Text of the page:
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Let Food Be Thy Medicine…because it tastes better than cough syrup!

By Christina Molinski

I guess it could be said that Hippocrates was a pretty smart guy, being called the father of modern medicine and all. Of course he had to be to come up with a line like “let food be thy medicine.” If you look at the research regarding certain foods you will be amazed. Let’s take a glimpse at the food pyramid. The first space on the pyramid is for grains like whole grain bread, cereal, rice, crackers, and pasta. Whole grains are a great source of fiber which has been shown to reduce constipation.

Wouldn’t you rather have a hearty bowl of oatmeal for breakfast than a spoonful of fiber powder mixed in your water? Fiber is also known to reduce the risk of coronary heart disease and reduce blood cholesterol levels. Other nutrients in grains include folate, which reduces the risk of neural tube defects in fetuses, and selenium, a mineral that protects cells from oxidation and boosts the immune system. The next piece of the food pyramid shows vegetables and fruits of all different colors from dark green to orange and red. Vegetables and fruits are full of nutrients that protect against strokes, cardiovascular disease, diabetes, and even some cancers.

One of the most important nutrients in vegetables and fruits is potassium. This is key for maintaining healthy blood pressure. I offer a choice once again: a baked sweet potato or a beta blocker pill? Vitamin C is another nutrient in vegetables and fruits that is known to help with healing cuts and wounds. Milk and milk products also have their own space on the food pyramid. They are loaded with calcium which is an important nutrient for bone health. Having an adequate amount of calcium can help repair a broken bone. The next group in the food pyramid is meat and beans. In lean meats and beans, an important nutrient is the mineral zinc. Zinc is used in biochemical reactions to help boost the immune system. In this category is also fish, nuts, and seeds. These are full of monounsaturated and polyunsaturated fatty acids. A critical group of polyunsaturated fatty acids is the omega-3’s. These are known to reduce the risk of cardiovascular disease and are a potent “brain food.”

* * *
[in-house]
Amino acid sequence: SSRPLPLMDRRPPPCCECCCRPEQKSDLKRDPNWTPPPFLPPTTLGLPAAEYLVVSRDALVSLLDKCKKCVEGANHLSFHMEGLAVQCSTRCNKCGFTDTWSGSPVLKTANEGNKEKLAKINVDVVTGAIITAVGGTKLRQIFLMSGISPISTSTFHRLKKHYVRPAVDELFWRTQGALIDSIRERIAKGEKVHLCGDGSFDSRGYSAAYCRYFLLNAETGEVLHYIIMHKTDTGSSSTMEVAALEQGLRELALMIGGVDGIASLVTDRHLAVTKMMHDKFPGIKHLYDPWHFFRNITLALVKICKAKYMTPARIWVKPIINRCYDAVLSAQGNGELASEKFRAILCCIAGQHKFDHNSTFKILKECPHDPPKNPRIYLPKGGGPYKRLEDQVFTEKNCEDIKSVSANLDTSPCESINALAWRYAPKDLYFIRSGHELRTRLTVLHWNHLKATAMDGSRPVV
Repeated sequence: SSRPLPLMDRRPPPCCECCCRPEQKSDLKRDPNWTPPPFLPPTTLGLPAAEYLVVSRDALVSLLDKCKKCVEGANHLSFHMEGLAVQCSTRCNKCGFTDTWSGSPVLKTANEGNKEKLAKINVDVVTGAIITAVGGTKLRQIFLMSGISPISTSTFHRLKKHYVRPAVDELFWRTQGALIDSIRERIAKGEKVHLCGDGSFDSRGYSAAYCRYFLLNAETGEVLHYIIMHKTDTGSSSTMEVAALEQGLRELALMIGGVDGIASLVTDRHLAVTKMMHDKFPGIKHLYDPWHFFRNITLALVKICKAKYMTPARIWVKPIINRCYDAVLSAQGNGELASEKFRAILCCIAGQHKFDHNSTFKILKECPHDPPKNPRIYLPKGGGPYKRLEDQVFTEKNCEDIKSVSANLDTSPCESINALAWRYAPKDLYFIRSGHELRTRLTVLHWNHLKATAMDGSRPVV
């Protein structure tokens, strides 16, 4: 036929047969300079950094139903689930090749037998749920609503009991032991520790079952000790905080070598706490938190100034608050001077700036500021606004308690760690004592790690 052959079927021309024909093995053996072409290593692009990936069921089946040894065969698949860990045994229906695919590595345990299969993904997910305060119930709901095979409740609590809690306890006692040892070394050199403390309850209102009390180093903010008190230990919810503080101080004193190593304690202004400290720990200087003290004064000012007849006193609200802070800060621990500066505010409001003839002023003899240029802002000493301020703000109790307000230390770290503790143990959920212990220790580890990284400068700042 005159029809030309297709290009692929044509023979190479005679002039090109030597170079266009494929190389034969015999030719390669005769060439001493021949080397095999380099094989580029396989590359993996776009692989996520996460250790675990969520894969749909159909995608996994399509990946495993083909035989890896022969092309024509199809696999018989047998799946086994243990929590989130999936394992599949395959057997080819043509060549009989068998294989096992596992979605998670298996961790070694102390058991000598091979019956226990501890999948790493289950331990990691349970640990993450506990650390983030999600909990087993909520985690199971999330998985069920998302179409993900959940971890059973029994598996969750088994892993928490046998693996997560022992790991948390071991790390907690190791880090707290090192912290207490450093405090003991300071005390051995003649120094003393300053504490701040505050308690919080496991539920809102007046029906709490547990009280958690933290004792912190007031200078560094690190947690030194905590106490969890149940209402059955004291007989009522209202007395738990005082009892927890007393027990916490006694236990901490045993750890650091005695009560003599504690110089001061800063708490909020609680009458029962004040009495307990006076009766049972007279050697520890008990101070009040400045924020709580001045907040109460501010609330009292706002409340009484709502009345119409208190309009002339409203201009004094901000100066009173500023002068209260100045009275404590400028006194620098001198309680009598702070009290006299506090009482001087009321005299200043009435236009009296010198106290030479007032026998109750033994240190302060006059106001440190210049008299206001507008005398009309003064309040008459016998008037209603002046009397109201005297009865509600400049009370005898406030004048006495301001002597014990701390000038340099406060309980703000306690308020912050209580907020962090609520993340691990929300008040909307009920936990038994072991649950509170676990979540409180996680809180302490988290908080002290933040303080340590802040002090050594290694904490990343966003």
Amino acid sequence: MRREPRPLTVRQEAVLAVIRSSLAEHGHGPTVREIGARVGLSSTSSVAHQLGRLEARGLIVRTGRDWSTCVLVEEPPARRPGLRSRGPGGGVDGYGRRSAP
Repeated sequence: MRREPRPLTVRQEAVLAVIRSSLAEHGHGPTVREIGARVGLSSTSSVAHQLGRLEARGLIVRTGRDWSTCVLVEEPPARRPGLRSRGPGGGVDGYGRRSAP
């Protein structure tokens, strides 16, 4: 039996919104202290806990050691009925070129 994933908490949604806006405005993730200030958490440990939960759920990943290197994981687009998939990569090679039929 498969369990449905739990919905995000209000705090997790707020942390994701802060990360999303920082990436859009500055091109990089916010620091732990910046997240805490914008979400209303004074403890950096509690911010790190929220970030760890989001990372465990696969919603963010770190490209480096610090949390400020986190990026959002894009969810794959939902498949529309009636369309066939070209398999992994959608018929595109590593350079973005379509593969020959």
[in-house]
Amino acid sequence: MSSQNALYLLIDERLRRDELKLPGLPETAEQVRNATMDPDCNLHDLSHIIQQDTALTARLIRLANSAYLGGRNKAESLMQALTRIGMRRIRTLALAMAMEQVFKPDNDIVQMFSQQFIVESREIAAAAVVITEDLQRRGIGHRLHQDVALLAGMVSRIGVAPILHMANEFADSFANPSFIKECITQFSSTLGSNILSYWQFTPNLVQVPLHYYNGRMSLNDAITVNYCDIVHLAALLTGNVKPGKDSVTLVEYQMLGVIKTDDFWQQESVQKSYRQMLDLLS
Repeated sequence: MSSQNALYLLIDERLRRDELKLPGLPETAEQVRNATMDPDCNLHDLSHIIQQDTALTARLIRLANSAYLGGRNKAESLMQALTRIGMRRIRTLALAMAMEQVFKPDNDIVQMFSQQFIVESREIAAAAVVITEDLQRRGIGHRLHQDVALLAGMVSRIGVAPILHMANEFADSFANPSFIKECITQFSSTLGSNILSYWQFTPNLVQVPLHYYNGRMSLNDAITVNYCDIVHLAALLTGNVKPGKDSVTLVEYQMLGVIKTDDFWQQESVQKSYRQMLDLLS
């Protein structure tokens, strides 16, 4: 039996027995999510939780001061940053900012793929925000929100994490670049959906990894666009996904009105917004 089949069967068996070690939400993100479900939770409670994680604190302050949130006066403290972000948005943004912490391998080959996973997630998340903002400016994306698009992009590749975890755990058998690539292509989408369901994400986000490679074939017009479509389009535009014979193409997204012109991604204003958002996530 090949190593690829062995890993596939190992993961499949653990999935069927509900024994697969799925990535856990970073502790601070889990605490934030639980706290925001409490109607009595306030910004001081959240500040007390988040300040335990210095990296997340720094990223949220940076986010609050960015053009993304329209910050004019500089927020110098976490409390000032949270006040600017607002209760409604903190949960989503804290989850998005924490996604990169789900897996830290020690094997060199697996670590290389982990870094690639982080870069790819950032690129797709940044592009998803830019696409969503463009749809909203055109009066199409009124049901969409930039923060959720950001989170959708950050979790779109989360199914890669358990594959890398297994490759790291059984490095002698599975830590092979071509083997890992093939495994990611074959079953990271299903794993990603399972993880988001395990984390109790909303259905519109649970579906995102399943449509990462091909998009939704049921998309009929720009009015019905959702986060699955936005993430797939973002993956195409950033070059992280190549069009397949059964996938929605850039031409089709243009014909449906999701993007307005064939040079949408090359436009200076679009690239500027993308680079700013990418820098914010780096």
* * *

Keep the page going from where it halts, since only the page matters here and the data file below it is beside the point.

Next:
So now you have all this great new information regarding the power of food. What can you do with it? Well if you are like me, you are going to try new recipes and I can tell you it is going to be hit or miss. My current favorite is adding a couple spoonfuls of canned pumpkin and a sprinkle of cinnamon to my morning bowl of oatmeal. This meal provides plenty of whole grains with fiber and a vegetable with vitamin A. Vitamin A is extremely important for eye health. My biggest flop recently involved trying to make “kale chips.” Kale is a dark leafy green that is also full of vitamin A and vitamin C. Making chips out of them just meant cutting a bunch into pieces and coating with a little olive oil and sea salt. They ended up tasting just bitter and slightly burnt. So in the end, the moral of the story is: Try a variety of healthy foods to get the proper nutrition for your body and it will help prevent diseases in the future.

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